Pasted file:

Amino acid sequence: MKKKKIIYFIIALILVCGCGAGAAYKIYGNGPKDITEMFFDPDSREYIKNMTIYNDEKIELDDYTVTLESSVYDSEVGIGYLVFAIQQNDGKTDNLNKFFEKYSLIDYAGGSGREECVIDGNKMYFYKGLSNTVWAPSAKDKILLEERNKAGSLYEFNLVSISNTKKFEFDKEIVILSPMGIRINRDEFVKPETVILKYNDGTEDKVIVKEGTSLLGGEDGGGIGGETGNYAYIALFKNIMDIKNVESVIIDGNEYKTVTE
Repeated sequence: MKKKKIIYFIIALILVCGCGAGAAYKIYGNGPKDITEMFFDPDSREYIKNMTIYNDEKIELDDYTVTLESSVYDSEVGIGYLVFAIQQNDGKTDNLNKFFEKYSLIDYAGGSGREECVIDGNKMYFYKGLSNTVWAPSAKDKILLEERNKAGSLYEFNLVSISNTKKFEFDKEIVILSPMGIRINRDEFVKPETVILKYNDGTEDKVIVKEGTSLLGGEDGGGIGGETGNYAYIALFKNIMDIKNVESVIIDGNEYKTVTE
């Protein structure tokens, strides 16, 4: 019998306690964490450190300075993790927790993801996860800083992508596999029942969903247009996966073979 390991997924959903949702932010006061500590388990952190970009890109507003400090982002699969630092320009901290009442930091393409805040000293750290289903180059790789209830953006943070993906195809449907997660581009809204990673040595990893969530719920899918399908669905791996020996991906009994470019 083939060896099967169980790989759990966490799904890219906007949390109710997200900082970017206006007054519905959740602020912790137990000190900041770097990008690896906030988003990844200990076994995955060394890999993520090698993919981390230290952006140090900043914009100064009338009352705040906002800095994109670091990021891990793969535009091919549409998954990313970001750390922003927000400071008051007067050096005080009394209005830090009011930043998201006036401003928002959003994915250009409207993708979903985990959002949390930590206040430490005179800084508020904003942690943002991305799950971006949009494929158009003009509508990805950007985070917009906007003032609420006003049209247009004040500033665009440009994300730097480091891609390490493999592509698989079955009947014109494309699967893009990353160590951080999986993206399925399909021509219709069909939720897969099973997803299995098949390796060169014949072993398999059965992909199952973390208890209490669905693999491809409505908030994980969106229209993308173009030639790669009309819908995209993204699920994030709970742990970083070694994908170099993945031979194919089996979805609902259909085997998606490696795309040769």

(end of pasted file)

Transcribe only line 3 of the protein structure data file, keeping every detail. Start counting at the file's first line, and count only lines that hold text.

């Protein structure tokens, strides 16, 4: 019998306690964490450190300075993790927790993801996860800083992508596999029942969903247009996966073979 390991997924959903949702932010006061500590388990952190970009890109507003400090982002699969630092320009901290009442930091393409805040000293750290289903180059790789209830953006943070993906195809449907997660581009809204990673040595990893969530719920899918399908669905791996020996991906009994470019 083939060896099967169980790989759990966490799904890219906007949390109710997200900082970017206006007054519905959740602020912790137990000190900041770097990008690896906030988003990844200990076994995955060394890999993520090698993919981390230290952006140090900043914009100064009338009352705040906002800095994109670091990021891990793969535009091919549409998954990313970001750390922003927000400071008051007067050096005080009394209005830090009011930043998201006036401003928002959003994915250009409207993708979903985990959002949390930590206040430490005179800084508020904003942690943002991305799950971006949009494929158009003009509508990805950007985070917009906007003032609420006003049209247009004040500033665009440009994300730097480091891609390490493999592509698989079955009947014109494309699967893009990353160590951080999986993206399925399909021509219709069909939720897969099973997803299995098949390796060169014949072993398999059965992909199952973390208890209490669905693999491809409505908030994980969106229209993308173009030639790669009309819908995209993204699920994030709970742990970083070694994908170099993945031979194919089996979805609902259909085997998606490696795309040769």